Sunday, September 21, 2008

McCain and Obama on health

Health Affairs has analyzed the two candidates' respective health care plans, and the verdict is in: each plan has major flaws, best would be a combination of selected features of the two!

Cost and coverage implications of the McCain plan to restructure health insurance

Abstract: "Senator John McCain's (R-AZ) health plan would eliminate the current tax exclusion of employer payments for health coverage, replace the exclusion with a refundable tax credit for those who purchase coverage, and encourage Americans to move to a national market for nongroup insurance. Middle-range estimates suggest that initially this change will have little impact on the number of uninsured people, although within five years this number will likely grow as the value of the tax credit falls relative to rising health care costs. Moving toward a relatively unregulated nongroup market will tend to raise costs, reduce the generosity of benefits, and leave people with fewer consumer protections."

The Obama Plan: More Regulation, Unsustainable Spending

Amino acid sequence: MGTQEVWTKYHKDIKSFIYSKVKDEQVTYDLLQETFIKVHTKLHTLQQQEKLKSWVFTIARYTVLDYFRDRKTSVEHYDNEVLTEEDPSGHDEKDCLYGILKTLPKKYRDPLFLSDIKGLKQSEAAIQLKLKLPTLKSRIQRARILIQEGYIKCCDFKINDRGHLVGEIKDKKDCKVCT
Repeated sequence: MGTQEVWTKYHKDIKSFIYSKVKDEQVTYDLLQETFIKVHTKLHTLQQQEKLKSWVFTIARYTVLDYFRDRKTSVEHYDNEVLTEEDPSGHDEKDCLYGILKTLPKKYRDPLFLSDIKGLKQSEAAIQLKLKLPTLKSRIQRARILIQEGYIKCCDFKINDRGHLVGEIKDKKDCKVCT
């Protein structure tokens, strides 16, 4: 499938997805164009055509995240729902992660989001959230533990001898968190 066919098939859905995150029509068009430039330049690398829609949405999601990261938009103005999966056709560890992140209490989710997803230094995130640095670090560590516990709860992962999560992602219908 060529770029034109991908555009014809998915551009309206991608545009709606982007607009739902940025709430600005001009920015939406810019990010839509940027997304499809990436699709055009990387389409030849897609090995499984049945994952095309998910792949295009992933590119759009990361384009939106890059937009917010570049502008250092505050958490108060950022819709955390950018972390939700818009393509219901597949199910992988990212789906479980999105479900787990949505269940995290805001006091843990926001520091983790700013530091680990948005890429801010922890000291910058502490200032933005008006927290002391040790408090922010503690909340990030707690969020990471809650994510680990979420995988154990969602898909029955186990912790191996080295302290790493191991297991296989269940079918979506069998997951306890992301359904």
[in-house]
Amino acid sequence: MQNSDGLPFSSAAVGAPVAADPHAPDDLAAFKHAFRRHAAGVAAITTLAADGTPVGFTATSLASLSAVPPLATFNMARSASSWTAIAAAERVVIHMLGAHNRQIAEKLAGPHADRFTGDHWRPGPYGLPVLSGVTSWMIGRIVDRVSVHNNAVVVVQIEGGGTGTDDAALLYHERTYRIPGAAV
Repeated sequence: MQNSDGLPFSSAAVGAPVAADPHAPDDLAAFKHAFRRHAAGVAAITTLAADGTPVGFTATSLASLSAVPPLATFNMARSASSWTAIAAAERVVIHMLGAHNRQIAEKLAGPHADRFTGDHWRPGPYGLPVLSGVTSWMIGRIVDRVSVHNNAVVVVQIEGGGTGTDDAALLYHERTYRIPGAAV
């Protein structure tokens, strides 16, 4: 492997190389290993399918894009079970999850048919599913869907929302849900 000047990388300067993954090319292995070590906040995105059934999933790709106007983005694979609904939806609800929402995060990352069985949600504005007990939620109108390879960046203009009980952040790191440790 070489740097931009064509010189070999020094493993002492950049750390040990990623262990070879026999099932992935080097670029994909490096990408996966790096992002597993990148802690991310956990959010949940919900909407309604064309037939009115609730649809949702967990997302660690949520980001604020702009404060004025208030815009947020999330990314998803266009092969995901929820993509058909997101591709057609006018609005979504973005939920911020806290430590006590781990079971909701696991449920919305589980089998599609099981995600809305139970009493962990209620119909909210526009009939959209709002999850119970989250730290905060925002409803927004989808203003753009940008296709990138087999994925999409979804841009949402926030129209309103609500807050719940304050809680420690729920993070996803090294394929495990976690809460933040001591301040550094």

Abstract: "The health reform plan put forth by Sen. Barack Obama (D-IL) focuses on expanding insurance coverage and provides new subsidies to individuals, small businesses, and businesses experiencing catastrophic expenses. It greatly increases the federal regulation of private insurance but does not address the core economic incentives that drive health care spending. This omission along with the very substantial short-term savings claimed raise serious questions about its fiscal sustainability. Heavy regulation coupled with a fallback National Health Plan and a play-or-pay financing choice also raise questions about the future of the employer insurance market."

... and the winner is:
Blending Better Ingredients For Health Reform

Abstract: "This paper argues that a desirable health reform plan should accept some features that the Obama and McCain plans have in common, and combine other features from each of the plans. Useful combinations include the presence of both public and private options and a system of credits that are more generous for lower-income households (Obama) and creation of a system of public subsidies that is incentive-neutral across individual and group insurance, curtailment of the current tax subsidy to high levels of coverage for high-income households, and the use of targeted high-risk pools and guaranteed renewability rather than community rating(McCain)."